In Uganda We stood out! it was very obvious that we were different from everyone else, we were not from Africa. But we were not treated as strangers we were treated as if we were celebrities!
Every place we went people would smile and wave. I will never forget the squeals coming from the children as they chased our cars shouting "Mazunga! Mazunga!"
Mazunga is the native language, Lugandan, for White person. Now given our American history with race we weren't sure if this was an offensive term or not so we turned to our guide Richard.
"No they just mean you have white skin. it would be like seeing a lion and shouting lion! they see a white person so they shout white person."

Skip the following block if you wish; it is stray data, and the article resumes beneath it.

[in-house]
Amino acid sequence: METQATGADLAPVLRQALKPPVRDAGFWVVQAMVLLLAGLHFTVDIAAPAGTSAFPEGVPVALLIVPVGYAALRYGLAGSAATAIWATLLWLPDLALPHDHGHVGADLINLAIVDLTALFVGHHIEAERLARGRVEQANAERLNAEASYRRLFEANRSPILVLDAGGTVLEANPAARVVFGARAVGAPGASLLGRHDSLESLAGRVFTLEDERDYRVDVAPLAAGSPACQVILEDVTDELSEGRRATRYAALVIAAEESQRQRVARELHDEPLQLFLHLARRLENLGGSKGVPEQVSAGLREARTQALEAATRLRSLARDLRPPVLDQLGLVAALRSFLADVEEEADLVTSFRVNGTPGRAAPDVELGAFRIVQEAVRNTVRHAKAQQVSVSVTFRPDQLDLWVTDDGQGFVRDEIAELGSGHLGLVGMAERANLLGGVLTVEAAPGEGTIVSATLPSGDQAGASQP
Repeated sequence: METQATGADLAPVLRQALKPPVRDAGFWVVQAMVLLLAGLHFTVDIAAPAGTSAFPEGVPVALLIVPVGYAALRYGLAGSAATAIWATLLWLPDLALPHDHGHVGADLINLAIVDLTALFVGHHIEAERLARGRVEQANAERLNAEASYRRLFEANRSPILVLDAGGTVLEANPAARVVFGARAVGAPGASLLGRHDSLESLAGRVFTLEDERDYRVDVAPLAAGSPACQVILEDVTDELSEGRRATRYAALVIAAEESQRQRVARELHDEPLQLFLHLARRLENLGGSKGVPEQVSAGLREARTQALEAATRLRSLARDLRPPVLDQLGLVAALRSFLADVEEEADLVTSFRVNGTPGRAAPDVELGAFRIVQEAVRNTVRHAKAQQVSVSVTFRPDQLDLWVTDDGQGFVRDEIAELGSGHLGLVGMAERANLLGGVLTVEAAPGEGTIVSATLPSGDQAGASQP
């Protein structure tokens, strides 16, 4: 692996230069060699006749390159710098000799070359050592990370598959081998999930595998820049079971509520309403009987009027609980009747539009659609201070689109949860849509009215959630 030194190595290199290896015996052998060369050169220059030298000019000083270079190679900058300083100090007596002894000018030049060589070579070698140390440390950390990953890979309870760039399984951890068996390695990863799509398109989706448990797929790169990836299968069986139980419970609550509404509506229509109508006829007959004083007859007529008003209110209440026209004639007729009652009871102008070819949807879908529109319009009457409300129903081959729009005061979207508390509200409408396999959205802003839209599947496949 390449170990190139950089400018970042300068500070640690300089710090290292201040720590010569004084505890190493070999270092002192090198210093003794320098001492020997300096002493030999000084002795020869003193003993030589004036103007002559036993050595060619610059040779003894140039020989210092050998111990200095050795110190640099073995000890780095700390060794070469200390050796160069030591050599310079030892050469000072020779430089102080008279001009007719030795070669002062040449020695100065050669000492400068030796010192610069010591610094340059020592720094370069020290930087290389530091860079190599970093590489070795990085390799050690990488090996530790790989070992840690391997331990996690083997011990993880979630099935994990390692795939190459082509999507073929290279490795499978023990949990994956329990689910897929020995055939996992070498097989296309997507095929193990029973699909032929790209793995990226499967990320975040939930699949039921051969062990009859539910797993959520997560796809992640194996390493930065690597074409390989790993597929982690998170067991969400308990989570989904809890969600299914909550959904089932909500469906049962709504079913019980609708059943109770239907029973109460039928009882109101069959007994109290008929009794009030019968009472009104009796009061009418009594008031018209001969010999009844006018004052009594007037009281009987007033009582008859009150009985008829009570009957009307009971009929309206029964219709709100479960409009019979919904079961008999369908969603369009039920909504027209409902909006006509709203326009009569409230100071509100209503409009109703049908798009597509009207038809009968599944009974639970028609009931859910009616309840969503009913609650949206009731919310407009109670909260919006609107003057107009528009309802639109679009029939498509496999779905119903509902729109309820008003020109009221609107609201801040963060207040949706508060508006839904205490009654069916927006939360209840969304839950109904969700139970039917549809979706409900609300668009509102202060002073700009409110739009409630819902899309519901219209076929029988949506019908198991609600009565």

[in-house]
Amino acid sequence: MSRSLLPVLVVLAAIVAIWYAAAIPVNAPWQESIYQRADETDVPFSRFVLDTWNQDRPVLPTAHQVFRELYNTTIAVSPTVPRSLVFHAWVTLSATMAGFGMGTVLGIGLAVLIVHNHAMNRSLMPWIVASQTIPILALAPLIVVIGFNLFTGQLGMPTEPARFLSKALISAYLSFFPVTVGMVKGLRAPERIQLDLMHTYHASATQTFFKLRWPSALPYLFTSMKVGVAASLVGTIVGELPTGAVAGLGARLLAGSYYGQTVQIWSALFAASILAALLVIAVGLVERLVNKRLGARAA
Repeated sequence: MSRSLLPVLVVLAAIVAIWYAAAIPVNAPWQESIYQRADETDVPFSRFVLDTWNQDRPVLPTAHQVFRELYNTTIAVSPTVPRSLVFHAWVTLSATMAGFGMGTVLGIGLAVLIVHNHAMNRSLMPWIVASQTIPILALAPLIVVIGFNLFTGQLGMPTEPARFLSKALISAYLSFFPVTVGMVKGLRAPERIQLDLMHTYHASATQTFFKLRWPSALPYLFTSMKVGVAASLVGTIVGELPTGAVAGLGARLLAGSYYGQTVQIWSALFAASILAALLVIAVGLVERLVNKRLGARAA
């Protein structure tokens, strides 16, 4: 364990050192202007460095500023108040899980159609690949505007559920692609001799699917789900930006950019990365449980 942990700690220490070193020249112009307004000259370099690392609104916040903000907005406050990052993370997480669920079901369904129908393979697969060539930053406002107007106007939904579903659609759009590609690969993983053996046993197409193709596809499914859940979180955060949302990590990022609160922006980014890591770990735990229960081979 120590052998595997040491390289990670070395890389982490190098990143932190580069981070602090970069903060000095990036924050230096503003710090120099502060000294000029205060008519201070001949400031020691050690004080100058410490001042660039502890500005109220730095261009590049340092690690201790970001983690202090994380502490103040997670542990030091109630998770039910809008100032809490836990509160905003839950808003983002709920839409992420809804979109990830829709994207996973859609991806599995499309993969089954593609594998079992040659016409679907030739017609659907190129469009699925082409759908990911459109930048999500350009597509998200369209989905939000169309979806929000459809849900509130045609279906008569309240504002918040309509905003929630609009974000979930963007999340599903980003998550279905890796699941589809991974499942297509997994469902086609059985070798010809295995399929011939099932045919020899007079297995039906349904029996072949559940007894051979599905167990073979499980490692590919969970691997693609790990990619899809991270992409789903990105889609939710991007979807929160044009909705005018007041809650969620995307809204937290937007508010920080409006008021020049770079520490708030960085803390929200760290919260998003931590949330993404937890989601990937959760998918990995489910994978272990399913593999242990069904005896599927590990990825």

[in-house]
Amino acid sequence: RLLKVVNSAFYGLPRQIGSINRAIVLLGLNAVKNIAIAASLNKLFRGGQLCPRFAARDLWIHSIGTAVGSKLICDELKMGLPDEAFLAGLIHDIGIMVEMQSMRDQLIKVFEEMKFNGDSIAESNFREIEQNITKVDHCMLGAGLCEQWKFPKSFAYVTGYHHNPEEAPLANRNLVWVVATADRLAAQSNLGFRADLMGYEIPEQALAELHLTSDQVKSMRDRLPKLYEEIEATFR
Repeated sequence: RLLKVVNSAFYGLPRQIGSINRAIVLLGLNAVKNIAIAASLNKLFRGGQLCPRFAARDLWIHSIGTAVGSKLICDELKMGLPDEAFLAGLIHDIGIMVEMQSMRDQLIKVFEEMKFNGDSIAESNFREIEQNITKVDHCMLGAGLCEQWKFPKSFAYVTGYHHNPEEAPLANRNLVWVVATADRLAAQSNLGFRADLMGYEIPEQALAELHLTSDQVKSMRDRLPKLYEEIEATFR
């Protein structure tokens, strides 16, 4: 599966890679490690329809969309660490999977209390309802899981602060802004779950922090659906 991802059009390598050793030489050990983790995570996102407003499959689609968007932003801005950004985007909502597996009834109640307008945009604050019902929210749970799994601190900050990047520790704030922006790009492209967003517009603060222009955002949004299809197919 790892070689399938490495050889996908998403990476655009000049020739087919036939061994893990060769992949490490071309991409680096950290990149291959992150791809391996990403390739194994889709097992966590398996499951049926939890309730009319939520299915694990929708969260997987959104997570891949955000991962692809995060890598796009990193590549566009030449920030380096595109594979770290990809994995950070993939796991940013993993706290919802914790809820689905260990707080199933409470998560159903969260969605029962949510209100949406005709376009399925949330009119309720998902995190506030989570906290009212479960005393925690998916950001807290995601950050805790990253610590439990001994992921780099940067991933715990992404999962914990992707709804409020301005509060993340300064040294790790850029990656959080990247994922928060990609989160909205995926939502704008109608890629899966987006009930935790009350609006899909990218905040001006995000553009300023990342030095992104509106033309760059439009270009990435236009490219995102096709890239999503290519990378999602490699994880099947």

I would try to wave at everyone of the kids running after us and when they felt like I made eye contact they would laugh and jump and scream louder! I felt so welcomed!
I admit I was nervous about Richard coming to America. I knew he would not get the same reaction from others like we did in Uganda. I worried he would get a bad taste of attitudes from strangers. No one but us would be so excited to see him. While we were in the Butterfly show Richard confirmed my fears. "No one has says hi to me. They all stay quite and don't smile when I smile."
I said I was sorry in America you don't really talk to people you don't know.
He then said something that made me so proud!
"Your husband treated me like he already knew me, like we were friends. I like him!"